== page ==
Not long after Godzone last year an email popped up in my inbox from Bin Kennedy in Kaikoura, who arranged for me to come up and teach some navigation skills at the High School back in 2018. This time Bin had another idea, an event that involved running or biking and using some farms local to the Kaikoura Area as a fundraiser. I have a bit of a background in organising large Orienteering events… but nothing as diverse as an Adventure Race. I knew Tim was keen to organise another race and was on the look out for an opportunity so I got in touch with him and the idea of an Adventure Race was born.
Soon after committing to holding something, we went on a trip up there and scouted out some areas and roughly designed a bit of a rough outline before we rushed overseas to the World Rogaine Champs. In the mean time, Stephanie manned the website and entries while Bin went on a massive and very successful sponsorship hunt, as well as sorting out the permissions for the various blocks of land we were interested in using. Once back in the country, it was time to get down to business with the course planning… However a lot of other stuff went on in the background, my Oma (Grandmother) passed away and I had to make a short notice trip to China for work (as well as breaking some ribs the weekend before the event). The in the intervening weeks we made something like 5 or 6 trips up to Kaikoura to finalise and plan the course.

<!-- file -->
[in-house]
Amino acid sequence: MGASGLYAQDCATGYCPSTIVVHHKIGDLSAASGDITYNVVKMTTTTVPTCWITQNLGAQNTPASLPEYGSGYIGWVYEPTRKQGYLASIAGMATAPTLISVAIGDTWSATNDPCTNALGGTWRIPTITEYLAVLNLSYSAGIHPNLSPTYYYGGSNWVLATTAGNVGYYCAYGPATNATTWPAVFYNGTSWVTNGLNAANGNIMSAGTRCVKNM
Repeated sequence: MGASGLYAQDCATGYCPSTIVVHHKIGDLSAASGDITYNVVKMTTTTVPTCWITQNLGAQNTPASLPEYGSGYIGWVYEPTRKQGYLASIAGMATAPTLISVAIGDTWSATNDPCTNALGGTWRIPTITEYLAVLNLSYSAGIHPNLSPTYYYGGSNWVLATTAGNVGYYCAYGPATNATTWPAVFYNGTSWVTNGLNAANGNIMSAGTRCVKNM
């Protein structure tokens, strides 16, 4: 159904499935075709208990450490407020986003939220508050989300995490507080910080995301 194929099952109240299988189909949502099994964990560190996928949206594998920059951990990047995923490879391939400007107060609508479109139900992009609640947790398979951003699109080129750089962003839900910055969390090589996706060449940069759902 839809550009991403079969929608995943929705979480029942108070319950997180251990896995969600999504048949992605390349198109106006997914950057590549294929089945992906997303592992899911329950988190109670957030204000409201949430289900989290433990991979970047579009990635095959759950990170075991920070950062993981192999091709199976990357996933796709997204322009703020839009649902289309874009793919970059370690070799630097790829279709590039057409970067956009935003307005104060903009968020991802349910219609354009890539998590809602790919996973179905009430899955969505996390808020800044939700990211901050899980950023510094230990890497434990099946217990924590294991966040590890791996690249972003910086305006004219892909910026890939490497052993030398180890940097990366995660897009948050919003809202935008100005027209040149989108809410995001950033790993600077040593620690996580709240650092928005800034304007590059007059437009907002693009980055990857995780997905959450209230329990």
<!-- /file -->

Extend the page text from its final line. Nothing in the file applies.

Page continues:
I think we over committed a bit with the Mapping side of things because in the last two weeks Tim and I both spent almost all of our evenings mapping until the early hour of the morning. We felt it was important for the course to have a more detailed map than just a Topographical map, especially so as we wanted to add in some tight navigation stages.